Forced child labour remains a source of concern in Nigeria, according the International Labor Organization, the number of children working under the age of 14 in Nigeria is estimated at 15 million. These jobs include street vending, begging, car washing and shoe shining, while a large number of children work as domestic servants and farm hands. According to UNICEF, causes of child labour include widespread poverty, rapid urbanisation, breakdown in extended family affiliations, high school drop out rates and lack of enforcement of legal instruments meant to protect children.
Rachida was trafficked into domestic work at 10 years old in Nigeria by her mother. One day when she saw her brother, she decided to run away. Now, with the help of Plan International, Rachida is training to be a seamstress.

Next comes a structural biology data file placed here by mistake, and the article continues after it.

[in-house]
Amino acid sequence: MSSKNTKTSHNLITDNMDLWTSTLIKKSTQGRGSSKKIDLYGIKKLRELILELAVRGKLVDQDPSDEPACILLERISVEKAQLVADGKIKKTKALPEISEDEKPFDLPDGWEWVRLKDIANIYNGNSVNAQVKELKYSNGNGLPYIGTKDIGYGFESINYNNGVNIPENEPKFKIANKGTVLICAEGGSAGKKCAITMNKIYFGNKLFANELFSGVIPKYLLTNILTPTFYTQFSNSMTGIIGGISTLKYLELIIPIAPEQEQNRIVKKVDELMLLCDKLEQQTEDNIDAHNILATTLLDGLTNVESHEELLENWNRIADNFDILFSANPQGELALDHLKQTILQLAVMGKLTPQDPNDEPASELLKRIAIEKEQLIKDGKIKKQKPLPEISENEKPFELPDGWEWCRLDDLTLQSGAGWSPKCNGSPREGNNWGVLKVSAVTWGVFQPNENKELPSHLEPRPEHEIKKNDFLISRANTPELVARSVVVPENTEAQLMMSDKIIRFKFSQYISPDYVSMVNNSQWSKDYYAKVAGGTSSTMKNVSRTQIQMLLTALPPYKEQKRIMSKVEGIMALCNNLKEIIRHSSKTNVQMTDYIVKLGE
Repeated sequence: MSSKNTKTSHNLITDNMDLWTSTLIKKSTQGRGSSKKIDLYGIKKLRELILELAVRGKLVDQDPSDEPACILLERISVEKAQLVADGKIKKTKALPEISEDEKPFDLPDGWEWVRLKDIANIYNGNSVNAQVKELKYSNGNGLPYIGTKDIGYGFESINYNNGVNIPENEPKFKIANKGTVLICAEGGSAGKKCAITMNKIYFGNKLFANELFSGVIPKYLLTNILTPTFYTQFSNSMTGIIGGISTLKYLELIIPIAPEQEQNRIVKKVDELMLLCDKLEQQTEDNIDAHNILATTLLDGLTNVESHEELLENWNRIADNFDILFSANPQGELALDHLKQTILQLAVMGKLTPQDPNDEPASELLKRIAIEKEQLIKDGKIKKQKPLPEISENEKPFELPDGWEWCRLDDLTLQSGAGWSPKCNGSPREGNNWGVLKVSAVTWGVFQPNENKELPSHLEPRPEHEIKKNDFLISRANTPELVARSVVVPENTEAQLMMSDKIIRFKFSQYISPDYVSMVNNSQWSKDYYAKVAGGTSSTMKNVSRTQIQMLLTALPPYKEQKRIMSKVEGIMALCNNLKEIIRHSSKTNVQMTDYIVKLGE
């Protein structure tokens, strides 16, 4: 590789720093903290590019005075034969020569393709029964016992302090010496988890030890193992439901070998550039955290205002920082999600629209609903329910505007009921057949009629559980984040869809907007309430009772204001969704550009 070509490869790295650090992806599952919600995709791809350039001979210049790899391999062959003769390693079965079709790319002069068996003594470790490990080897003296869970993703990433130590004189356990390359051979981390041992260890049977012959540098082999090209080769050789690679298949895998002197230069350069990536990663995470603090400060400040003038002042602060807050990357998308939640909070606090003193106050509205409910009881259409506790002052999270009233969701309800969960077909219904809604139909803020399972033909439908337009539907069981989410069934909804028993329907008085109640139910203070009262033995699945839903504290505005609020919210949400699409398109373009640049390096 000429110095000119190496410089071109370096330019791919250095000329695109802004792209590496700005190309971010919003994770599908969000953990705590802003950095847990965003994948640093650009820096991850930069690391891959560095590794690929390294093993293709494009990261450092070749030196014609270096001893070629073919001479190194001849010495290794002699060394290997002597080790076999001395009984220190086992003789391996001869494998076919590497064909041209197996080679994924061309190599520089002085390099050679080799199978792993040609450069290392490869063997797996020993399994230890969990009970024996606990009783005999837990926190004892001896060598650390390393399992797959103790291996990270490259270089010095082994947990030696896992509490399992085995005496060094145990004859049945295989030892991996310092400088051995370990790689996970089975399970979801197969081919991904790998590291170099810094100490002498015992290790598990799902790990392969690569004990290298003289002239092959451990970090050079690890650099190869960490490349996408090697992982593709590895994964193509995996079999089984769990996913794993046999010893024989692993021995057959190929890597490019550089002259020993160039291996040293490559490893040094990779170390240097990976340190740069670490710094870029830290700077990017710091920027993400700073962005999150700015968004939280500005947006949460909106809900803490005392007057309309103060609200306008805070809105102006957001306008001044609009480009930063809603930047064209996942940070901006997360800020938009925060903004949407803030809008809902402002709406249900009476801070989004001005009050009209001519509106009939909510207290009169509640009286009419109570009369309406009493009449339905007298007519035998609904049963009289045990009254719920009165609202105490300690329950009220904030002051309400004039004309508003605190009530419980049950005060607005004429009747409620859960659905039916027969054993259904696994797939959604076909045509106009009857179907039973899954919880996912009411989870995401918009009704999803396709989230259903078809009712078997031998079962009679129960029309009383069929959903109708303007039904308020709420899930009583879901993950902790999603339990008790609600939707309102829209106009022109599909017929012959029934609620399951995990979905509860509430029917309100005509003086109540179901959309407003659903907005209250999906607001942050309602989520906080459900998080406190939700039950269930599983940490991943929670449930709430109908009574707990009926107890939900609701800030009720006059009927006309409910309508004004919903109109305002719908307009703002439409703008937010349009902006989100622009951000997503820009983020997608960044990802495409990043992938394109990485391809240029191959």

My mother brought me to Nigeria, then fled. She took the money and left. I’m angry at her. I didn’t think she’d do this to me. I was 10 years old and I did all the domestic work.
I asked her: ‘Mum, you said we were just coming here on holiday, why are you making me work?’ She just replied ‘who brought you into this world?’ I wanted to flee but where could I go?
I started pretending to be sick. I didn’t want to stay there anymore. My grandmother had been sending letters, begging Madame to let me go. Having read the letters, I decided to flee when I saw my brother.
Narrative provided courtesy of Plan International